Romeo + Juliet
- Baz Luhrmann
- Reviewed by
- José Ruiloba a.k.a. Morris
- Review date
- Tuesday, September 04, 2001
The Montague and Capulet families can’t stand each other. They are archrivals and it’s all hatred between them. One day, Romeo (Leonardo DiCaprio), a Montague, and Juliet (Claire Danes), a Capulet, meet and instantly fall in love. Their story ends in tragedy as the bond that holds them together can’t overcome the pressure that surrounds them.
Romeo and Juliet has got to be William Shakespeare’s best-known play. Why is that? Simple: it’s about love. Its main themes are timeless. Its characters are easy to identify with. Everything about it is just irresistible.
There have been quite numerous screen adaptations of this story to the big screen. Some are better than others, and there’s at least one that is a classic: Franco Zeffirelli’s 1968 version. Luhrmann was not trying to compete when he shot this modern retelling. He just wanted to tell it his own way. What does that mean? Style baby... lots of style.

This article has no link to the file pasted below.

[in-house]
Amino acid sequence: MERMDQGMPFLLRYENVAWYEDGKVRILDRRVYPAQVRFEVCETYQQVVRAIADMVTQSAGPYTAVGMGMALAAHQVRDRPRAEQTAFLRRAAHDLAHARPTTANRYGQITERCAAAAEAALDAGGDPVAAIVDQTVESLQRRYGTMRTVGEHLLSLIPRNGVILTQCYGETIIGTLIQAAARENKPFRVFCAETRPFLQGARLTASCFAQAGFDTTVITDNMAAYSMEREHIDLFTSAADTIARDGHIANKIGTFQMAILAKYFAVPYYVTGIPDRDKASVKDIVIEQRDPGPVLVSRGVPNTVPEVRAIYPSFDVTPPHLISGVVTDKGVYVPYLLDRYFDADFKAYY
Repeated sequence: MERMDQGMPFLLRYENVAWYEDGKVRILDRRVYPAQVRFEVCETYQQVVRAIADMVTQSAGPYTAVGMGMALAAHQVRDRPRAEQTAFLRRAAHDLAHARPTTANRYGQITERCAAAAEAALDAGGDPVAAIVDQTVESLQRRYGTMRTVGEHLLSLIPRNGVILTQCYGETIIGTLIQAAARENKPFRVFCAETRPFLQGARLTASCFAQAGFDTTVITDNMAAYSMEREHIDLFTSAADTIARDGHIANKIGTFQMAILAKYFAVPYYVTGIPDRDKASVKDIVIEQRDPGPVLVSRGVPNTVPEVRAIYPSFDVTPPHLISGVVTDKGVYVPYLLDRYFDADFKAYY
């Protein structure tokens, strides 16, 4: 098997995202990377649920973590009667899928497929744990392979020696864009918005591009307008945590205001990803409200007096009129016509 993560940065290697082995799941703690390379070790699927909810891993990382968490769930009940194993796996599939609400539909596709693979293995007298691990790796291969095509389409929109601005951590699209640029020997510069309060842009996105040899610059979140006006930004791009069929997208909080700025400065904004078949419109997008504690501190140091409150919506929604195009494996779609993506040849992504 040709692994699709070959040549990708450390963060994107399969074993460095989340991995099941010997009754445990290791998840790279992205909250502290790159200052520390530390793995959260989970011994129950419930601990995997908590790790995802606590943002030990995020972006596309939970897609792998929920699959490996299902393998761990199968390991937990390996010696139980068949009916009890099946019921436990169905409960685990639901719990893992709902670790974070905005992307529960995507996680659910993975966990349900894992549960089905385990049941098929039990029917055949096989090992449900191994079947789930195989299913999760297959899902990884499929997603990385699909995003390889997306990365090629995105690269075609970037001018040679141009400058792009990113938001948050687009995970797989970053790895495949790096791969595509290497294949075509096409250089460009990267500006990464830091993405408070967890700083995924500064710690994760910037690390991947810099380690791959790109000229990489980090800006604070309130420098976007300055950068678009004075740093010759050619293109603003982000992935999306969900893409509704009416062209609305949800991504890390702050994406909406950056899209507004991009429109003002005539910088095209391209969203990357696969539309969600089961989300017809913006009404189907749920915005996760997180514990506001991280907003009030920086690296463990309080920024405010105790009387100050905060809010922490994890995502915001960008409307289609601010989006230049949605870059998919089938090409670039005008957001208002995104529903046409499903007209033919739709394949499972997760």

Luhrmann’s Romeo & Juliet achieves the difficult task of making this old story seem original all over again. The dialogue is still Shakespearean, so is the story. But it has all been transformed into a cooler environment in a wild, colorful manner. Quick camera tricks, the most peculiar characters, great sets, great music, great ideas...
The so-called “best love story ever told” is brought to life by a couple of very talented actors that bring each other to their roles with a demanding effect. Leonardo DiCaprio makes of Romeo a classy, adventurous, passionate man with ease. Claire Danes, on the other hand, makes an excellent Juliet; she’s romantic, brave, conflicted. All these words could perfectly describe the movie as a whole, and both actors simply show why. Pete Postlethwaite, John Leguizamo, Paul Sorvino, Diane Verona and Brian Dennehy are all outstanding as well.
It is difficult to find truly passionate movies these days. Romeo + Juliet couldn’t be more intense and earnest in its approach. It works in its very own way, and that’s what truly matters. There’s even one scene that can be described as pure magic: that of Romeo meeting Juliet. Easily my favorite one among a handful of unforgettable other scenes and images.
An incomparable, inventive version of an unmatched classic!
“A plague o' both your houses!”
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